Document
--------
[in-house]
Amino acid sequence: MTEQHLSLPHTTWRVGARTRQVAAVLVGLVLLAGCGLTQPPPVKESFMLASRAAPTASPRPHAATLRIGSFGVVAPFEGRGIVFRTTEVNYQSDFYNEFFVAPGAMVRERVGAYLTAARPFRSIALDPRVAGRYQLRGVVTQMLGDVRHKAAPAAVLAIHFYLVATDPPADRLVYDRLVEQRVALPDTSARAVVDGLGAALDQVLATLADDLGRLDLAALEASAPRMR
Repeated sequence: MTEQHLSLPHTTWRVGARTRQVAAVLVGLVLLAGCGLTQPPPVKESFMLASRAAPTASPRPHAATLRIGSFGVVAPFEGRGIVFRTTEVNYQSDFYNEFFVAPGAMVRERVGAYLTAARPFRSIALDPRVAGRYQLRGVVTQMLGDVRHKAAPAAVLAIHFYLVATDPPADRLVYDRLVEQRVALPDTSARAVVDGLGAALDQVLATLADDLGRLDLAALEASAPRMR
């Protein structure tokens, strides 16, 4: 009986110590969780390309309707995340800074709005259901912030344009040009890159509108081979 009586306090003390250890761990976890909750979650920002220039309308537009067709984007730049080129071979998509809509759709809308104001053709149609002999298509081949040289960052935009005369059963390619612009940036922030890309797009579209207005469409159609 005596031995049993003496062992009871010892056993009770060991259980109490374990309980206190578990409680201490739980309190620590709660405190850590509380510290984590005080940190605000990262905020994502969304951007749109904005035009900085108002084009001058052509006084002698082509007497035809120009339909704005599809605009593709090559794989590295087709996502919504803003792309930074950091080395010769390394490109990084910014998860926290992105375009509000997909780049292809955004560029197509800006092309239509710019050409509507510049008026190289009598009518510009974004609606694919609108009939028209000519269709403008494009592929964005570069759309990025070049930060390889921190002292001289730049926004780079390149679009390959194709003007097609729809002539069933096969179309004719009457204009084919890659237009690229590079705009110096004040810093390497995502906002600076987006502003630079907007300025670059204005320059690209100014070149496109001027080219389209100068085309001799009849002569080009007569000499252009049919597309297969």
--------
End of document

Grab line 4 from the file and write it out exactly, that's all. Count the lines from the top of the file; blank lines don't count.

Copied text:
């Protein structure tokens, strides 16, 4: 009986110590969780390309309707995340800074709005259901912030344009040009890159509108081979 009586306090003390250890761990976890909750979650920002220039309308537009067709984007730049080129071979998509809509759709809308104001053709149609002999298509081949040289960052935009005369059963390619612009940036922030890309797009579209207005469409159609 005596031995049993003496062992009871010892056993009770060991259980109490374990309980206190578990409680201490739980309190620590709660405190850590509380510290984590005080940190605000990262905020994502969304951007749109904005035009900085108002084009001058052509006084002698082509007497035809120009339909704005599809605009593709090559794989590295087709996502919504803003792309930074950091080395010769390394490109990084910014998860926290992105375009509000997909780049292809955004560029197509800006092309239509710019050409509507510049008026190289009598009518510009974004609606694919609108009939028209000519269709403008494009592929964005570069759309990025070049930060390889921190002292001289730049926004780079390149679009390959194709003007097609729809002539069933096969179309004719009457204009084919890659237009690229590079705009110096004040810093390497995502906002600076987006502003630079907007300025670059204005320059690209100014070149496109001027080219389209100068085309001799009849002569080009007569000499252009049919597309297969």